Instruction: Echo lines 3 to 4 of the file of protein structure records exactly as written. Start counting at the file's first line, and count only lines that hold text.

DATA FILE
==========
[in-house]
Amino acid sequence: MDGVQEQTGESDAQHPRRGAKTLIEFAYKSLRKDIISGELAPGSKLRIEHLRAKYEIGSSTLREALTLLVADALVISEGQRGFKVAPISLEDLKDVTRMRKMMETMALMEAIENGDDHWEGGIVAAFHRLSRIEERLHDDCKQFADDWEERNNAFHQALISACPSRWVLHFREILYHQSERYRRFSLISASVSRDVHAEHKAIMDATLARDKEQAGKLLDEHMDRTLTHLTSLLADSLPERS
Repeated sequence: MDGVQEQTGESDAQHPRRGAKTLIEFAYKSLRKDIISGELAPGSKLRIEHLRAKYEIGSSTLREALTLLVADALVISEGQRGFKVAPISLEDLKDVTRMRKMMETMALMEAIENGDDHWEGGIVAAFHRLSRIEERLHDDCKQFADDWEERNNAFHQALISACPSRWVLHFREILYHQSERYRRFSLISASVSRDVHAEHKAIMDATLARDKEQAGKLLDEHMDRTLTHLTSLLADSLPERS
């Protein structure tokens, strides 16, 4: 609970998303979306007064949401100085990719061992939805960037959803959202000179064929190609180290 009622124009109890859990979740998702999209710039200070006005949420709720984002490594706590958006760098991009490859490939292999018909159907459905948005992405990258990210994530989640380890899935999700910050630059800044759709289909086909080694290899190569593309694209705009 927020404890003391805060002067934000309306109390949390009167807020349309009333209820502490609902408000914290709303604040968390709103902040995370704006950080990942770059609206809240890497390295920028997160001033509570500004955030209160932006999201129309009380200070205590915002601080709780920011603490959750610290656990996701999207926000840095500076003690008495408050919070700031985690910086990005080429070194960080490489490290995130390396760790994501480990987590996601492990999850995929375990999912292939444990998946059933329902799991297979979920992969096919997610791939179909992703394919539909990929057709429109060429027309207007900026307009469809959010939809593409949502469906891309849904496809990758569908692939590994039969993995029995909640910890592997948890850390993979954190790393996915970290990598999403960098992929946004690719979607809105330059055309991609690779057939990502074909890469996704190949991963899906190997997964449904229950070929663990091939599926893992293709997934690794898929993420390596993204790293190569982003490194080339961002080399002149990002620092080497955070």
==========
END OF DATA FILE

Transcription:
Repeated sequence: MDGVQEQTGESDAQHPRRGAKTLIEFAYKSLRKDIISGELAPGSKLRIEHLRAKYEIGSSTLREALTLLVADALVISEGQRGFKVAPISLEDLKDVTRMRKMMETMALMEAIENGDDHWEGGIVAAFHRLSRIEERLHDDCKQFADDWEERNNAFHQALISACPSRWVLHFREILYHQSERYRRFSLISASVSRDVHAEHKAIMDATLARDKEQAGKLLDEHMDRTLTHLTSLLADSLPERS
């Protein structure tokens, strides 16, 4: 609970998303979306007064949401100085990719061992939805960037959803959202000179064929190609180290 009622124009109890859990979740998702999209710039200070006005949420709720984002490594706590958006760098991009490859490939292999018909159907459905948005992405990258990210994530989640380890899935999700910050630059800044759709289909086909080694290899190569593309694209705009 927020404890003391805060002067934000309306109390949390009167807020349309009333209820502490609902408000914290709303604040968390709103902040995370704006950080990942770059609206809240890497390295920028997160001033509570500004955030209160932006999201129309009380200070205590915002601080709780920011603490959750610290656990996701999207926000840095500076003690008495408050919070700031985690910086990005080429070194960080490489490290995130390396760790994501480990987590996601492990999850995929375990999912292939444990998946059933329902799991297979979920992969096919997610791939179909992703394919539909990929057709429109060429027309207007900026307009469809959010939809593409949502469906891309849904496809990758569908692939590994039969993995029995909640910890592997948890850390993979954190790393996915970290990598999403960098992929946004690719979607809105330059055309991609690779057939990502074909890469996704190949991963899906190997997964449904229950070929663990091939599926893992293709997934690794898929993420390596993204790293190569982003490194080339961002080399002149990002620092080497955070």